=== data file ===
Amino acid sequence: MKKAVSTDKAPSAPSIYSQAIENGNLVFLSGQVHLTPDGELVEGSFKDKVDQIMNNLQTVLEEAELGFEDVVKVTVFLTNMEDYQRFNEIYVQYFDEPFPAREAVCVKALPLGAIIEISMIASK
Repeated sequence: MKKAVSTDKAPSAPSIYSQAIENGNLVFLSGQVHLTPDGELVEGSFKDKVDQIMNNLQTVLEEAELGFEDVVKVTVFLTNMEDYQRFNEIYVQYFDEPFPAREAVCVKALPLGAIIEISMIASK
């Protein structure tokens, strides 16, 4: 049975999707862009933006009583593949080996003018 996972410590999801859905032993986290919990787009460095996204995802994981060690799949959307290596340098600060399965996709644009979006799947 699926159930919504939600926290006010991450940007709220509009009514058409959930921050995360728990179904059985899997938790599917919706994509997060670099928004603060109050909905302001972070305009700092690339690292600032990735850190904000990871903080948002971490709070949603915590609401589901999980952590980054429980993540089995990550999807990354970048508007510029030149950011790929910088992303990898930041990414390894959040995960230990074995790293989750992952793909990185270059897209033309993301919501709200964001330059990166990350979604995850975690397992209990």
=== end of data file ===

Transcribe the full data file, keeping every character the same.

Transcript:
Amino acid sequence: MKKAVSTDKAPSAPSIYSQAIENGNLVFLSGQVHLTPDGELVEGSFKDKVDQIMNNLQTVLEEAELGFEDVVKVTVFLTNMEDYQRFNEIYVQYFDEPFPAREAVCVKALPLGAIIEISMIASK
Repeated sequence: MKKAVSTDKAPSAPSIYSQAIENGNLVFLSGQVHLTPDGELVEGSFKDKVDQIMNNLQTVLEEAELGFEDVVKVTVFLTNMEDYQRFNEIYVQYFDEPFPAREAVCVKALPLGAIIEISMIASK
């Protein structure tokens, strides 16, 4: 049975999707862009933006009583593949080996003018 996972410590999801859905032993986290919990787009460095996204995802994981060690799949959307290596340098600060399965996709644009979006799947 699926159930919504939600926290006010991450940007709220509009009514058409959930921050995360728990179904059985899997938790599917919706994509997060670099928004603060109050909905302001972070305009700092690339690292600032990735850190904000990871903080948002971490709070949603915590609401589901999980952590980054429980993540089995990550999807990354970048508007510029030149950011790929910088992303990898930041990414390894959040995960230990074995790293989750992952793909990185270059897209033309993301919501709200964001330059990166990350979604995850975690397992209990």